The first stage of route GR 131 starts on Lobos island, an islet located between the islands of Fuerteventura and Lanzarote. Boats are available to the islet from port of Corralejo to the artificial port El Muelle on the south coast of the islet.
As we arrived on the islet, we decided to visit the tourist information centre, which is on the very same pier, to seek further info on the current restrictions on climbing La Caldera mountain since it was shown as prohibited and inaccessible on the maps provided by the transport service to islet.
After few minutes wait, we decided to start the route since the information centre wouldn’t open despite having the employees arrived with us on the same boat.
From the pier we head off to La Concha/La Caleta beach, a preserved area from sea currents which once served as a natural port to the islet. It is a fine white sandy beach, quiet and calm like the rest of the islet. As we arrive, we realise that it’s been taken over by archaeologists at a Roman site labelled Lobos I.
We continue our way along the marked trail to the first crossroads; the one on the right will take us through the GR 131 route, and the one on the left led us to Las Salinas, a salt marsh from the nineteenth century, which worked by decantation. It made us wonder how they could have transported saltwater to these pools as they extend over quite a large surface.
Leaving Las Salinas behind, we walked back to the intersection to get onto the GR 131 route, on a path which goes passed the old chimneys that nowadays are mounds of volcanic rock scattered around the area. It’s amazing how the vegetation, although scarce, starts to take shape and expand throughout.
A few minutes later, we find a couple of new detours. One will take us to La Caldera Mountain, the highest peak on the islet (127 meters) located in a temporary restricted area. The restriction is due to birds nesting between the months of February until the end of July. Any disturbance may cause the birds to flee abandoning their nests and even their offsprings. It is therefore important to respect the area, keep quiet and avoid climbing the peak during this period.The climb to the top mount La Caldera is via a winding road, with steps paved with local materials.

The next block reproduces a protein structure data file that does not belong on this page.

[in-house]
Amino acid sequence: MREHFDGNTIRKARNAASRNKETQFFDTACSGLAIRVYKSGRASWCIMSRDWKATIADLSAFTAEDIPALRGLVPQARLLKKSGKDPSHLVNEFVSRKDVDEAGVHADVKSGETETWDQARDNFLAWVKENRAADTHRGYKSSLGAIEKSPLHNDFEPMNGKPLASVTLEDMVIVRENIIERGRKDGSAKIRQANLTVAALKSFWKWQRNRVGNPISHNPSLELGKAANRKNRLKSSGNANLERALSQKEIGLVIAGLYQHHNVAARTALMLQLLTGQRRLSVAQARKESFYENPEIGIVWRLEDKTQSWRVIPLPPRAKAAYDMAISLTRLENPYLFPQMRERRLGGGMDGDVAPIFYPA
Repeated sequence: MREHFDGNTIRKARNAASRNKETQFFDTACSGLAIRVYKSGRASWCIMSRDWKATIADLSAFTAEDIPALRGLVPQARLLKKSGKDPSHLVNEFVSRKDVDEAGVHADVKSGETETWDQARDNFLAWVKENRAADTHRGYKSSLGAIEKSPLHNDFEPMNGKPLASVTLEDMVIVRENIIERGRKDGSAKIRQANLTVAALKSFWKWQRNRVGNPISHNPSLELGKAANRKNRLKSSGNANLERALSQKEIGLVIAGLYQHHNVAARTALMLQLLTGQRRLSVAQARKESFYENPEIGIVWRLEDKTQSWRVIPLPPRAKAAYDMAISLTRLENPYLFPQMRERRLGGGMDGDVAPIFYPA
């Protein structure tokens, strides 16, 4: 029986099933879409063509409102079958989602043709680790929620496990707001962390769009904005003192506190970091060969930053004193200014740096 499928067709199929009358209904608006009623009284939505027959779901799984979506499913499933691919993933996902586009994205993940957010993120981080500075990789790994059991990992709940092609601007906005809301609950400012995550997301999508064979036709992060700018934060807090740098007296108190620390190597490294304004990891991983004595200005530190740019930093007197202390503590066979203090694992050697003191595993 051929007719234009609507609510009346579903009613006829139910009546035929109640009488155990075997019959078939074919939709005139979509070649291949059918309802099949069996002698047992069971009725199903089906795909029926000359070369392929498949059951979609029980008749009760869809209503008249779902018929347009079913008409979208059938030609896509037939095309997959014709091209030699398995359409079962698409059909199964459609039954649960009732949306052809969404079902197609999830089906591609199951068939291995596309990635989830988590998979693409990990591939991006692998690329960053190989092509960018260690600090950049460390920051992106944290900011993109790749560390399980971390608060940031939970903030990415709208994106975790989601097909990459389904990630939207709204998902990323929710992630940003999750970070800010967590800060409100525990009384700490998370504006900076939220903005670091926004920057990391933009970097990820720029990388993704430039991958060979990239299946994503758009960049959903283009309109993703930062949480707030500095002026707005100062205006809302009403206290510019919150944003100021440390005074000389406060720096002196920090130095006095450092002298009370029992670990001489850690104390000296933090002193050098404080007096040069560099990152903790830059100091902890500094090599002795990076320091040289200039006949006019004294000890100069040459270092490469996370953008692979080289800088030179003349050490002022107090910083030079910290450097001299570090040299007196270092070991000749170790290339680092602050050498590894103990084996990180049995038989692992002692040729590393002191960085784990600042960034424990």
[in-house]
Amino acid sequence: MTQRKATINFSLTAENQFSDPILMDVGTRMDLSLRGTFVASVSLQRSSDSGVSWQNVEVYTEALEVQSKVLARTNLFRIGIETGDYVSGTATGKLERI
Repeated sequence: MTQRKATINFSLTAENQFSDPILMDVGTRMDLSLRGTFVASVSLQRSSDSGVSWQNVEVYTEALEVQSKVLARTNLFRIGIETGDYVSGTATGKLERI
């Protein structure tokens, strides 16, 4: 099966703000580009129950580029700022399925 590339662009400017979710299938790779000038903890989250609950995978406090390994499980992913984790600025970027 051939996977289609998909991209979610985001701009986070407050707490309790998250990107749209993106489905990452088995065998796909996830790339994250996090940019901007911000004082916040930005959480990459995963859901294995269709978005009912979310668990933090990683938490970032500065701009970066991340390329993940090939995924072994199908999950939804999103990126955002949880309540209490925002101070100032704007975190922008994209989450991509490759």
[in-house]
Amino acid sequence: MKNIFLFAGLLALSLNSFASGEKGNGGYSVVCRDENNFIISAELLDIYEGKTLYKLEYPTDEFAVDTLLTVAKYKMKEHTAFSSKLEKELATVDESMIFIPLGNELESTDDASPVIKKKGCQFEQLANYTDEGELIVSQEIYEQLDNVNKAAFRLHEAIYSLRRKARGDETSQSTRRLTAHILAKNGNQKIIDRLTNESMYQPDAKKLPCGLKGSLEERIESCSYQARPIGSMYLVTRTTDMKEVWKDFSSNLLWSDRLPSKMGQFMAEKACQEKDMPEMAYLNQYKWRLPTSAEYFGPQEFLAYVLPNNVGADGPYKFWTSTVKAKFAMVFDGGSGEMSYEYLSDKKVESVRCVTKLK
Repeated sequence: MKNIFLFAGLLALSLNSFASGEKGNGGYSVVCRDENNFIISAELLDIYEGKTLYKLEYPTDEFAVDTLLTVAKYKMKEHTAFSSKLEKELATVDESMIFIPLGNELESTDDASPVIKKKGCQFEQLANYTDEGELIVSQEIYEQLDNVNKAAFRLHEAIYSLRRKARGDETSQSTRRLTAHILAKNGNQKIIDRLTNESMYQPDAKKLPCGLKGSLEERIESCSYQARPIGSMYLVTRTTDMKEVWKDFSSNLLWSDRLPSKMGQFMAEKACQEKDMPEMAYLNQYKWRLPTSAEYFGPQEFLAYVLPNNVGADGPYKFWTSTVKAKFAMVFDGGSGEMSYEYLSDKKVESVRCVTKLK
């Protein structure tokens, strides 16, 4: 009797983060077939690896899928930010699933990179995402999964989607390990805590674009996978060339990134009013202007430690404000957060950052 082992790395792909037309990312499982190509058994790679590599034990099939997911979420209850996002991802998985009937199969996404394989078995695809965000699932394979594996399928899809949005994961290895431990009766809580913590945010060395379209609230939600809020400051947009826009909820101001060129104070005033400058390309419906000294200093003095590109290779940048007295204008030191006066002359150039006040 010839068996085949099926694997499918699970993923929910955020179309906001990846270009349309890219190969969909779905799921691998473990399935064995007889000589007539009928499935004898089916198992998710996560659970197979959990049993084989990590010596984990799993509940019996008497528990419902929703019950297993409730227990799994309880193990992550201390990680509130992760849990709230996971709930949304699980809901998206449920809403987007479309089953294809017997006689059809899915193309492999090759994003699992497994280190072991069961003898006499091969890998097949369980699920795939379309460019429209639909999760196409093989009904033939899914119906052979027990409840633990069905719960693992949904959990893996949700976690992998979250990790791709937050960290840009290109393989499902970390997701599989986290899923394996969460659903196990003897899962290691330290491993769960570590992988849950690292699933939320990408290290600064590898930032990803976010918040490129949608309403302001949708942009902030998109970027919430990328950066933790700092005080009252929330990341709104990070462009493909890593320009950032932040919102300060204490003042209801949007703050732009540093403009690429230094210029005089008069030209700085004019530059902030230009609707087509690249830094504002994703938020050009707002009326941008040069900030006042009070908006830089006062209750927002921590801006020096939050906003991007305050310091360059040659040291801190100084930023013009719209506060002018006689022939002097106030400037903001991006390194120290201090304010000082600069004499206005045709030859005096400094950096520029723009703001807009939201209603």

The climb is not complicated at all and once reached the top we will enjoy magnificent views of the islands of Fuerteventura and Lanzarote, the town of Corralejo in the former, Playa Blanca in the latter and of course Lobos island itself. All the way from La Concha beach and Las Salinas to the Martiño lighthouse.
After a pleasant moment of silence, we start our descent back along the same path to the main trail and head to the Martiño lighthouse. The volcanic landscape, mounds of lava left and right and its vegetation will lead us to the southernmost point of the islet. The Martiño lighthouse nowadays runs automatically.
From the top of the lighthouse you can see the salt marsh, in the east, where we will be heading to on our way back to the pier. This is a seasonal salt marsh and today it was filled with water. We go pass it as we head towards our next stop, Las Lagunitas. Once again a restricted area and here we find a lime kiln set up in the mid-nineteenth century for the construction of the lighthouse.
At this point the path is split in two directions: back to the pier or to El Puertito. We decide for the latter one where we find fishermen huts, a sitting area of the Cabildo of Fuerteventura with an information centre and the only restaurant on the island.
In this information centre loaded with: geomorphologic information, wildlife and vegetation details and the history of settlements and sites, we found what we believe is the backbone of the mammal which gives the island its name, a sea lion (lobo marino), the monk seal (foca monje). Taking advantage that we still have a couple hours before the last departure back to Corralejo, we take dip in the cove Las Calitas in front of the fishermen’s huts. A little cove, 50cms deep of warm water.
It takes us no more than a 10-minute walk from this rest area to the pier, so head back to catch our boat to Fuerteventura. We take advantage of a less than 15-minute ride to stare at the island as it moves away with its 127-meters high peak vanishing in the horizon.
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